"Of Great Place" :Critical Appreciation of the essay.

.”Of Great Place” appears in Francis Bacon's most important literary writing called “Essays”, the last revised edition of which appeared in 1625. In this essay, the whole attention is concentrated on instructing the reader in how to get on in politics, how to handle other men so as to advance one's own claim to the great place. Critics argues that this essay is marked by Bacon's abrupt, epigramatic style, his practical wisdom and permeated with his knowledge in history, biogrphy, philosophy and classical literature. His expressions are so pithy and impersonal that many of the sayings in them have become proverbial.

Bacon opens his essays 'Of Great Place’ as usual with a plain statement that persons in great place are thrice servants. They are servants of king or state, if fame and business. Then he points out the several disadvantages of high place. A man in high place has no liberty or time to think about himself. He may have power over himself. Rising to a high place is difficult but the fall is sudden, quick and disgraceful. A man is reluctant to give up his high office even when he becomes old an sick. The only advantage that he has is the immense power that he may exercise to do good to others.

Bacon's shrewd observations include a number of maxims to guide men in high authority. Bacon advises the man to follow good instances of the predecessors and avoid bad examples. A man in high place should be guided by reason and maintain the rights and dignity of his office including his subordinates. He should welcome formative advice from others and be open about any reform or policy change. Bacon offers practical directions to avoid four vices which a person in authority often faces. Delays an roughness are two vices that discourage and deter people from taking survive. Facility is worse than bribery and corruption for favourism makes a man suspect l. Bacon clearly mentions that the rising to a great place is by a 'winding stair’. Thus the whole essay “Of Great Place” blends Machiavellianism with his practical advice dedicated to offer generalization and extracts from practical knowledge woven together with the experience from previous authors .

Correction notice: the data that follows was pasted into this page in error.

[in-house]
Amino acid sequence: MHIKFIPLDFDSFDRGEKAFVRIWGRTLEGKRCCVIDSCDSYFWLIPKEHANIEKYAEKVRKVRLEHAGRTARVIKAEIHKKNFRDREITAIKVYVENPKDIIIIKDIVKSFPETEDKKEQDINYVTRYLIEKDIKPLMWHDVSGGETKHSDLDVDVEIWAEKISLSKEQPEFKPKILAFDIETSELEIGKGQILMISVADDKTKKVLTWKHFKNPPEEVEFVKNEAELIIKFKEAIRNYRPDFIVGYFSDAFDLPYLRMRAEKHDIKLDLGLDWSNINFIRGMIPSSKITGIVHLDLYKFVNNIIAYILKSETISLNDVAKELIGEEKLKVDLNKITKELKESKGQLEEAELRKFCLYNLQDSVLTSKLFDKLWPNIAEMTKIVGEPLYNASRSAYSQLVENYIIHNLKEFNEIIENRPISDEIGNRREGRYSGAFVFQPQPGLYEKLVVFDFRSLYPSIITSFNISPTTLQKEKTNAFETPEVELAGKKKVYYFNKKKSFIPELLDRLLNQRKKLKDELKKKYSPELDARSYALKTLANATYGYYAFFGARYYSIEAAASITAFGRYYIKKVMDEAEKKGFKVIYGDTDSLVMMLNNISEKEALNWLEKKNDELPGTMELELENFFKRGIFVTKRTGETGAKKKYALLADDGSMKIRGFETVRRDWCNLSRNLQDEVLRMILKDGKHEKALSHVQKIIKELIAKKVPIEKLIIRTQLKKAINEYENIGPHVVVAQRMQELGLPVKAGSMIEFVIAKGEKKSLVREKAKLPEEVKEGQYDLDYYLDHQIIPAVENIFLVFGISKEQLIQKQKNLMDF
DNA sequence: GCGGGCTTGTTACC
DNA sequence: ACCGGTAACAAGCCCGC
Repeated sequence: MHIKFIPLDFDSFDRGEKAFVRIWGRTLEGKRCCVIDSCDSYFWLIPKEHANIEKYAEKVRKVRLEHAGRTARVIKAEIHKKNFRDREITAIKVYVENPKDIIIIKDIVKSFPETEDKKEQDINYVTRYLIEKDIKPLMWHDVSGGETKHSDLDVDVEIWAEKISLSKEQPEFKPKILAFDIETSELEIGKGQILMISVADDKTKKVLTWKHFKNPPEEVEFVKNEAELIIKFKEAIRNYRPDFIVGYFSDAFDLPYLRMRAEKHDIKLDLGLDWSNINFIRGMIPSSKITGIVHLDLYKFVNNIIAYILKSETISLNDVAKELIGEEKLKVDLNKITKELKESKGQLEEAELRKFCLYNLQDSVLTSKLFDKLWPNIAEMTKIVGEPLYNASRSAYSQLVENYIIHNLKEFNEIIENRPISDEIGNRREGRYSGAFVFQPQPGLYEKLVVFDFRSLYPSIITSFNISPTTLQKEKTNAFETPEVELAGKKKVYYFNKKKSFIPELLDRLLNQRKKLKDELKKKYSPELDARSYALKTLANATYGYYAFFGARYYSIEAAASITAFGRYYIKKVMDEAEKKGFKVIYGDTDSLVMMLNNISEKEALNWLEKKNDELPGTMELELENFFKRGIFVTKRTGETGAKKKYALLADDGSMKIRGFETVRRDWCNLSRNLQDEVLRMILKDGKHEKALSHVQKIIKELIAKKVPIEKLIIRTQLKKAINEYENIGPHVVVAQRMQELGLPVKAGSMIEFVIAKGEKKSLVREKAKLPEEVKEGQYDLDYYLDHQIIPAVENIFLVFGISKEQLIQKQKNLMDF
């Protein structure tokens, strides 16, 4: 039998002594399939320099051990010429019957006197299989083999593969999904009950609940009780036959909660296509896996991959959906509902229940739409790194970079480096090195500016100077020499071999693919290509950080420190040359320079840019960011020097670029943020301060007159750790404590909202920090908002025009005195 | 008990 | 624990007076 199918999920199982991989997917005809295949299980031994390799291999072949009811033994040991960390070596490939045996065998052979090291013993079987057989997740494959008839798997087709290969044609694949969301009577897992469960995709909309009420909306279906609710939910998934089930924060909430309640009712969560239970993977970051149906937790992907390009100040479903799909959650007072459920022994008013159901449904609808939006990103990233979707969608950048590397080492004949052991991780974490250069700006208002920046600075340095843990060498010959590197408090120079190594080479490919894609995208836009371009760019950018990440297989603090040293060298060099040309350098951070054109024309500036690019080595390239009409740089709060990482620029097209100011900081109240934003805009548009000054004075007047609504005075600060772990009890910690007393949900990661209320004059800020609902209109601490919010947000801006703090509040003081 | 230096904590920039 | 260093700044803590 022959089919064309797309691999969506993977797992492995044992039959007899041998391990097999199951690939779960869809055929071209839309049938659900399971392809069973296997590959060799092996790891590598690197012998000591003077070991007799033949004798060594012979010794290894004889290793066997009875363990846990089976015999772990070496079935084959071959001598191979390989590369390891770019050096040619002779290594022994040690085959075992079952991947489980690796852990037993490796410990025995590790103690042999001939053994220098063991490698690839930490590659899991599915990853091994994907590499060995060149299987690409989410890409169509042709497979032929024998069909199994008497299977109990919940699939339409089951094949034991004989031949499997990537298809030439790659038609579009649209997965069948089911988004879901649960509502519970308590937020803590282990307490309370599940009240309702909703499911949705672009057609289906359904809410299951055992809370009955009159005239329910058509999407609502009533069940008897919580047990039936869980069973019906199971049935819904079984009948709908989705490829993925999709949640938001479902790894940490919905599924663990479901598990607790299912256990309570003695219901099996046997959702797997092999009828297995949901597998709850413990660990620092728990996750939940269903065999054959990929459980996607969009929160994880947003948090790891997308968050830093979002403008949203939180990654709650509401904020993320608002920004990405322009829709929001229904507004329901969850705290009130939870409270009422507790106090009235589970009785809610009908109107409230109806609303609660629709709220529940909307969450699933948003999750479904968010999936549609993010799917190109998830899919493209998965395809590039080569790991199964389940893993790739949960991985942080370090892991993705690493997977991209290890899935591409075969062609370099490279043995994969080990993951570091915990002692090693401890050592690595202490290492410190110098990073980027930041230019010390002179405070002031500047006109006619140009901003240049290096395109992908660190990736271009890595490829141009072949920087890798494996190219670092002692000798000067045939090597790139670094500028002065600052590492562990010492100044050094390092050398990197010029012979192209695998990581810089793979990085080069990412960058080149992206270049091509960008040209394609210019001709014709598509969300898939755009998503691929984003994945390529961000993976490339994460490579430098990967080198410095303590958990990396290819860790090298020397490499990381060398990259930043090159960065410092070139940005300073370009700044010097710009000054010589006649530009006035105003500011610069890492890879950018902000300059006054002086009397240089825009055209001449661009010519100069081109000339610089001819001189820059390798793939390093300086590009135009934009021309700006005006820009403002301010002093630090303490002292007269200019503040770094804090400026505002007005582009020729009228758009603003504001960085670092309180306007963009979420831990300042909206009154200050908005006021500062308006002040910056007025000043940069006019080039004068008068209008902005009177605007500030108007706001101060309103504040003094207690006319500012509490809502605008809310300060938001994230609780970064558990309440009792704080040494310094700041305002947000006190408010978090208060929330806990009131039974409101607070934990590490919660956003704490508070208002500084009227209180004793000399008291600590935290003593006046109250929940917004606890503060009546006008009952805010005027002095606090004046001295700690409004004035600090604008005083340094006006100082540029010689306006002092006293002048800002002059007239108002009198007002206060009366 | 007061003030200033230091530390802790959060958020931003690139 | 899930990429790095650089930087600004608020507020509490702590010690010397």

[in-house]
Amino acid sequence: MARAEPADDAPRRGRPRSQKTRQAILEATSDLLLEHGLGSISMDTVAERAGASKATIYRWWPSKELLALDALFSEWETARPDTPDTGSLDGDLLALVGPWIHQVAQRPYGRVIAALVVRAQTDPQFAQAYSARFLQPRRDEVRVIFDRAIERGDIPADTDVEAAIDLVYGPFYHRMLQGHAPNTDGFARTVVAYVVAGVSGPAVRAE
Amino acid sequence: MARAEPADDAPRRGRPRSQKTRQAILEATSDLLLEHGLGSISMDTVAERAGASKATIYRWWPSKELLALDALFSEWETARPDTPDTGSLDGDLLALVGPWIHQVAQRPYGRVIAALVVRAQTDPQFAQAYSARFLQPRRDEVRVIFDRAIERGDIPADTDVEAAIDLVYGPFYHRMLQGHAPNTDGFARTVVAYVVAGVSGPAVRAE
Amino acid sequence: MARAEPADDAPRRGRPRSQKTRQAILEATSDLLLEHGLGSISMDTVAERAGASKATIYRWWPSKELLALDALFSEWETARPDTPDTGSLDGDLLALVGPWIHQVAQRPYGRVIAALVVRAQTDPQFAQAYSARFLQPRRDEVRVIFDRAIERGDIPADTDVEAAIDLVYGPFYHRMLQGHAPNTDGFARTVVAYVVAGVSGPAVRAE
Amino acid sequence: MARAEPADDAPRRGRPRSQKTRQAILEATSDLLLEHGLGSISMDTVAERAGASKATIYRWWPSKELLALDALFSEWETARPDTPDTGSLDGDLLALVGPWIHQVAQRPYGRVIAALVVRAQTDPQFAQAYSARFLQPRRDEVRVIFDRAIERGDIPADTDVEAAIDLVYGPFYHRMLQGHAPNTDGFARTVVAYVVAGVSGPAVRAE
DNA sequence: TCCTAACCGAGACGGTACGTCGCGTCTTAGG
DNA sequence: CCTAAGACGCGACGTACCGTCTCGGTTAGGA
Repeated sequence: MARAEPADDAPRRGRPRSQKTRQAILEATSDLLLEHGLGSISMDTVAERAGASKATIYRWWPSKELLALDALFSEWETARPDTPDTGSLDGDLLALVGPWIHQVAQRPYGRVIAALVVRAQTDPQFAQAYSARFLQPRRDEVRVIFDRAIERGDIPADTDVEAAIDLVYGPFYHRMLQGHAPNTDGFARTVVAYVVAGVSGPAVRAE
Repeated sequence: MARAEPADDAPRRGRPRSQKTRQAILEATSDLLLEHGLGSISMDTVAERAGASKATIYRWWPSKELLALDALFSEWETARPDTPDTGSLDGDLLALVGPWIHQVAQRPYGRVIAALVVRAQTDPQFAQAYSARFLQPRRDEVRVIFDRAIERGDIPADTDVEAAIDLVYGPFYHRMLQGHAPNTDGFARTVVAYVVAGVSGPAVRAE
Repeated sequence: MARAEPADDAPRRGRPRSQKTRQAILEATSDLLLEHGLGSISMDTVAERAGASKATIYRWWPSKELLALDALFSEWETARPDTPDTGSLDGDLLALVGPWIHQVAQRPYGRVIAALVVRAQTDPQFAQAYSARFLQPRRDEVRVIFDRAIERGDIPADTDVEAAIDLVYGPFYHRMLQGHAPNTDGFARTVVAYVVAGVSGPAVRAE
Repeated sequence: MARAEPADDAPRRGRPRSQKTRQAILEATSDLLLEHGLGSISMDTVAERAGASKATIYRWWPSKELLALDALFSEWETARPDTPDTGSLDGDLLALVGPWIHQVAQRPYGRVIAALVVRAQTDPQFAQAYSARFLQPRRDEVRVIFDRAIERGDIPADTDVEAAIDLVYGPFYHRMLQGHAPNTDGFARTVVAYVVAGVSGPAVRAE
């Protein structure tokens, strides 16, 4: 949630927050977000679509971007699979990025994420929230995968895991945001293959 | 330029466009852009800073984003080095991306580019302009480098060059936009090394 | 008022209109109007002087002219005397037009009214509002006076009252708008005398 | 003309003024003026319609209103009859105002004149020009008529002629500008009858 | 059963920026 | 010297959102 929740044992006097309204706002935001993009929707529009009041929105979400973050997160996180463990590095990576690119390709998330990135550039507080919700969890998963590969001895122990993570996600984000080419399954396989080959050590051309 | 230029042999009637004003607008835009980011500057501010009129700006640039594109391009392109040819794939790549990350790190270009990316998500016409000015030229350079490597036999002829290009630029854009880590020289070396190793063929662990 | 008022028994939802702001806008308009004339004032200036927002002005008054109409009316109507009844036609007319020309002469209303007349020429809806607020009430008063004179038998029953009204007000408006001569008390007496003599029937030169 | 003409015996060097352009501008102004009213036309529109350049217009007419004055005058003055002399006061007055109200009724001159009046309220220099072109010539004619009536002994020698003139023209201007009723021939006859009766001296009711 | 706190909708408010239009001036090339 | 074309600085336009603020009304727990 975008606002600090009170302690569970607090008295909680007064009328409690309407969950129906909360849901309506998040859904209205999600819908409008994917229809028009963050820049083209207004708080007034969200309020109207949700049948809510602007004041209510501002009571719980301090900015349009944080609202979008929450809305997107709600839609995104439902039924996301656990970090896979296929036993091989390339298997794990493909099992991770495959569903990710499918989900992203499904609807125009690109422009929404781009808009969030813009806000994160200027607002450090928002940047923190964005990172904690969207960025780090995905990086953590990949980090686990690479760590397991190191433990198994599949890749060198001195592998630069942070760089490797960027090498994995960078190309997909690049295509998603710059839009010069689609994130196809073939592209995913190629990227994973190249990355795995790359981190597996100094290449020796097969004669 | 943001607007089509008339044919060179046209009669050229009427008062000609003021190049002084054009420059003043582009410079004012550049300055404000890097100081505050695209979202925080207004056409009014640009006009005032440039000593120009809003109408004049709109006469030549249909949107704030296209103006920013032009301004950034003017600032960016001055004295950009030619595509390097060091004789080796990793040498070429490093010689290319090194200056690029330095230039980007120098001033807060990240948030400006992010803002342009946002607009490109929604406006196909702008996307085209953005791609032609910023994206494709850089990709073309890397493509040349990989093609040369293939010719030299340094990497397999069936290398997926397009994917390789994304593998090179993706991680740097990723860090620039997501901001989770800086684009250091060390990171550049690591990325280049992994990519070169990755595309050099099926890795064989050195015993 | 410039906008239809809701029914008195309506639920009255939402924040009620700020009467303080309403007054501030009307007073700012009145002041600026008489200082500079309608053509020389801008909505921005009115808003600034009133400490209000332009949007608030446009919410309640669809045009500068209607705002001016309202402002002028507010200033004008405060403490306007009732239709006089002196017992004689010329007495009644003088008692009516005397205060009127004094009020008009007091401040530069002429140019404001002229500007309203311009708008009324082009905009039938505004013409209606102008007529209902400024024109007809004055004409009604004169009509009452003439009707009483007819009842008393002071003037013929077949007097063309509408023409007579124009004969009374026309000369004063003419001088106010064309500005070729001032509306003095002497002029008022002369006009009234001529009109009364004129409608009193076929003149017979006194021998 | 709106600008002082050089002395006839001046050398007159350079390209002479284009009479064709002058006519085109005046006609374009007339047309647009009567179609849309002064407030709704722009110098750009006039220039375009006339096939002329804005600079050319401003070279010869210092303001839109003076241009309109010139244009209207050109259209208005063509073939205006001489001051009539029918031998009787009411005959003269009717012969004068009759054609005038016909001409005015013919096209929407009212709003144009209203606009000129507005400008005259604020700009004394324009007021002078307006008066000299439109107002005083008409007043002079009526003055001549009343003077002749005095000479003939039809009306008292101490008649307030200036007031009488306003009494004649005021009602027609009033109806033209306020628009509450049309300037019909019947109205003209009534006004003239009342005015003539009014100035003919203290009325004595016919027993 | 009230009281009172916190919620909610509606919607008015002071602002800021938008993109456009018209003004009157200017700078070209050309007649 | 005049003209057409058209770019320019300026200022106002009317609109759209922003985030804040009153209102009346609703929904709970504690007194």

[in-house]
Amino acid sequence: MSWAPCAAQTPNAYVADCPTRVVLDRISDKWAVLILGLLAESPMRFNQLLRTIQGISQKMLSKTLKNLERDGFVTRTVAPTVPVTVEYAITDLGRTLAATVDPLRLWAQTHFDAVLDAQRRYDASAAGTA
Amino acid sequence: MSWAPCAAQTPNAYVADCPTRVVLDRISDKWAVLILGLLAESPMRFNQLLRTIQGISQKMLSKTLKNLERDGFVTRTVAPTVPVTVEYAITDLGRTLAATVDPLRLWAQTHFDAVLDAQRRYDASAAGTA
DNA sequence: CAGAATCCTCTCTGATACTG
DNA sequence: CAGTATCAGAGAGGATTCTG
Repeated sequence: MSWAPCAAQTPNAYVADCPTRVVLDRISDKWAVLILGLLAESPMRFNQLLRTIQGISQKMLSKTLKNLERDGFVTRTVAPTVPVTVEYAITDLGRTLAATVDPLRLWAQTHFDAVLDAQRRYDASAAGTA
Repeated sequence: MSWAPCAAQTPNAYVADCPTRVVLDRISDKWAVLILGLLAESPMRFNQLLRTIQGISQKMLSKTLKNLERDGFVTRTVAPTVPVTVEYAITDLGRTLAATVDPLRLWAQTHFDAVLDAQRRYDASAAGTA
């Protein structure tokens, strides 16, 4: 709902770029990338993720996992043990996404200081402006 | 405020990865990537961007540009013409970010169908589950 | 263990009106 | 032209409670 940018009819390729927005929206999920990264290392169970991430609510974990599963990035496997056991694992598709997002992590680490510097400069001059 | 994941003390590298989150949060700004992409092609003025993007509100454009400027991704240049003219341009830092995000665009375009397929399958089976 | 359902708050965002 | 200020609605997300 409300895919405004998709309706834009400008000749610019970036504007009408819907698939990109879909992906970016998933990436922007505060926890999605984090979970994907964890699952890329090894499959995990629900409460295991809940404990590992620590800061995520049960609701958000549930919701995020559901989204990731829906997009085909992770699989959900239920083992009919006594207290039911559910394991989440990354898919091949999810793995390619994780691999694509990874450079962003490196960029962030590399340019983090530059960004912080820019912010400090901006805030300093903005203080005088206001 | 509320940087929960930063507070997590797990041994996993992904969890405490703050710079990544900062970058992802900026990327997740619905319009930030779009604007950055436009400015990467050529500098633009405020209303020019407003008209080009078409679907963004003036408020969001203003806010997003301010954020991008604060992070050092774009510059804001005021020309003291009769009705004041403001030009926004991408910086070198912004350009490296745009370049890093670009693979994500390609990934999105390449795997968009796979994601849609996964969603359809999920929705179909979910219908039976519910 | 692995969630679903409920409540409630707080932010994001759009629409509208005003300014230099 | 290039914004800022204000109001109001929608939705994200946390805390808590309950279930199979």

That style in this essay is clear, terse and easy: extremely suitable for expressing subtle and variety of thoughts. His treatment of his subject is devoid feeling and emotion. He wrote in epigramatic brevity: “All rising to a great place is by a winding stair”. His analogies, metaphors and similies lend warmth and color to his style illustrating his ideas effectively. Back on compares the high position with the slipery place: “The standing is slippery’,  metaphorically suggesting that impending downfall. The image of ‘winding stair’ refers to crooked methods or roundabout ways of a attaining great places. Similarly the essay is full of reference allusion and quotation from different author. These provide Authority dignity and weight to the ideas. there is allusion to sayings of the ancient Greece and reference to Bible's book of Genesis and proverbs to emphasize his thoughts.

In the light of above discussion we can say that “Of Great Place” combines moral maxims with Michiavellian practicality. Bacon conveys his ideas in clear simple style using images, allusions and references which provide a poetic charm to his essay.

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